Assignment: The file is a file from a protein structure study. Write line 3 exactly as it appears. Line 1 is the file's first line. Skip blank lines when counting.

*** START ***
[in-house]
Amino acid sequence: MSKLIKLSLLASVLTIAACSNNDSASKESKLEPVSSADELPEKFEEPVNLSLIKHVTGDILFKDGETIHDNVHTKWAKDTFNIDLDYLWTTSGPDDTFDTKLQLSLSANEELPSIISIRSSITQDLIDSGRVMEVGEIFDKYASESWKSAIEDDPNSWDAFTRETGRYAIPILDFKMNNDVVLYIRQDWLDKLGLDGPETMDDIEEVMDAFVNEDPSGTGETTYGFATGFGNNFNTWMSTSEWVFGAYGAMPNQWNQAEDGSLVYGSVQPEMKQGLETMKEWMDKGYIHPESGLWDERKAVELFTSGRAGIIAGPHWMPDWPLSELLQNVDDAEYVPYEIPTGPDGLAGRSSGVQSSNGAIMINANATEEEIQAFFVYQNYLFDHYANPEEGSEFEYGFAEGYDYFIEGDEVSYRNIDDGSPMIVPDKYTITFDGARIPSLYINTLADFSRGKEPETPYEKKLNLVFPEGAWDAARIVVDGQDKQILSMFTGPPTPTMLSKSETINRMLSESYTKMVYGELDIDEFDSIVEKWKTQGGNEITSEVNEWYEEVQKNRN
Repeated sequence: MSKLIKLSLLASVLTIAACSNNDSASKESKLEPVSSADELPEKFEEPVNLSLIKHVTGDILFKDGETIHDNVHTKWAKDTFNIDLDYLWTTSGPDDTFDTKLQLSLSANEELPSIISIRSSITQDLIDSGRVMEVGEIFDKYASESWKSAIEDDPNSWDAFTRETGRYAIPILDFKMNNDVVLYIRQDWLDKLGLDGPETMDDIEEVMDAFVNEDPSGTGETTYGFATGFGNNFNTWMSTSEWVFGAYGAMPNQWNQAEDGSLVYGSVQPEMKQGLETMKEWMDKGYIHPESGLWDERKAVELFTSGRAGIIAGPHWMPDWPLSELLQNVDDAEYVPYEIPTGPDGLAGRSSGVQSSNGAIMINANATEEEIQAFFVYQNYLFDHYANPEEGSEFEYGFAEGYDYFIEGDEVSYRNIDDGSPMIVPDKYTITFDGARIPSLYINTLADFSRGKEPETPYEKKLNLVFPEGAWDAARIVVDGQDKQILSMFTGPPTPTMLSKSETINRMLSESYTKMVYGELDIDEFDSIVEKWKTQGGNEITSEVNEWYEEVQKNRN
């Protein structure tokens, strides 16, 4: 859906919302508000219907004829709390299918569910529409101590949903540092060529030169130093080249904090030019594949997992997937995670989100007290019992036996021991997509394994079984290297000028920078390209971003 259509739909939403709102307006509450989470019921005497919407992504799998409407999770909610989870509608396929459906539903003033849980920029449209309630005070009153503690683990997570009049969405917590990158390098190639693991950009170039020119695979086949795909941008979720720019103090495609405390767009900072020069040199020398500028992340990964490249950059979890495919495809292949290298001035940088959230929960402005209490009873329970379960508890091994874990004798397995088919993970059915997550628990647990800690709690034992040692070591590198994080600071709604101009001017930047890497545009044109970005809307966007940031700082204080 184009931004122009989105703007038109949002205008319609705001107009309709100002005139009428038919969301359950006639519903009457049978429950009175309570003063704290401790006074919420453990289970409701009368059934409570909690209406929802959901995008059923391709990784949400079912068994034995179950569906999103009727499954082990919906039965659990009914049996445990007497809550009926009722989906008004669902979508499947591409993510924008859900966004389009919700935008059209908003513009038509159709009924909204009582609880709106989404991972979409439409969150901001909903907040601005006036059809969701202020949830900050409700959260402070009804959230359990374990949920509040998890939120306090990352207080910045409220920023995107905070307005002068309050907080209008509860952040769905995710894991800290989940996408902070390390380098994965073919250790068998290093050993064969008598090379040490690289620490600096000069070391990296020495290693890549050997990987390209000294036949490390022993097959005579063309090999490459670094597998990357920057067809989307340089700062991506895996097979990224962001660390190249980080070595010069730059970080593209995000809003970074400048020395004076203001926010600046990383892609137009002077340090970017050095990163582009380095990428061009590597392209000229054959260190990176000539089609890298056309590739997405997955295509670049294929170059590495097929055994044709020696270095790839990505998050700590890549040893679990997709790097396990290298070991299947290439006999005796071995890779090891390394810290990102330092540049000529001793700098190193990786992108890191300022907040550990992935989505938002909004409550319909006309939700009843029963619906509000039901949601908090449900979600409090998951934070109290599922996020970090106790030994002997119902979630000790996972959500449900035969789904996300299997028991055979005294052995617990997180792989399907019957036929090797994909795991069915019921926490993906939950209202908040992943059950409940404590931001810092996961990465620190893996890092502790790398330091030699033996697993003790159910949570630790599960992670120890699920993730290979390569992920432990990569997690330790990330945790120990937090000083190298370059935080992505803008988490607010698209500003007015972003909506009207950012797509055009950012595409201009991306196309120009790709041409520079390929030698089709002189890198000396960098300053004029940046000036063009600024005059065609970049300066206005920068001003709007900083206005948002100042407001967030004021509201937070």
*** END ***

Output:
Repeated sequence: MSKLIKLSLLASVLTIAACSNNDSASKESKLEPVSSADELPEKFEEPVNLSLIKHVTGDILFKDGETIHDNVHTKWAKDTFNIDLDYLWTTSGPDDTFDTKLQLSLSANEELPSIISIRSSITQDLIDSGRVMEVGEIFDKYASESWKSAIEDDPNSWDAFTRETGRYAIPILDFKMNNDVVLYIRQDWLDKLGLDGPETMDDIEEVMDAFVNEDPSGTGETTYGFATGFGNNFNTWMSTSEWVFGAYGAMPNQWNQAEDGSLVYGSVQPEMKQGLETMKEWMDKGYIHPESGLWDERKAVELFTSGRAGIIAGPHWMPDWPLSELLQNVDDAEYVPYEIPTGPDGLAGRSSGVQSSNGAIMINANATEEEIQAFFVYQNYLFDHYANPEEGSEFEYGFAEGYDYFIEGDEVSYRNIDDGSPMIVPDKYTITFDGARIPSLYINTLADFSRGKEPETPYEKKLNLVFPEGAWDAARIVVDGQDKQILSMFTGPPTPTMLSKSETINRMLSESYTKMVYGELDIDEFDSIVEKWKTQGGNEITSEVNEWYEEVQKNRN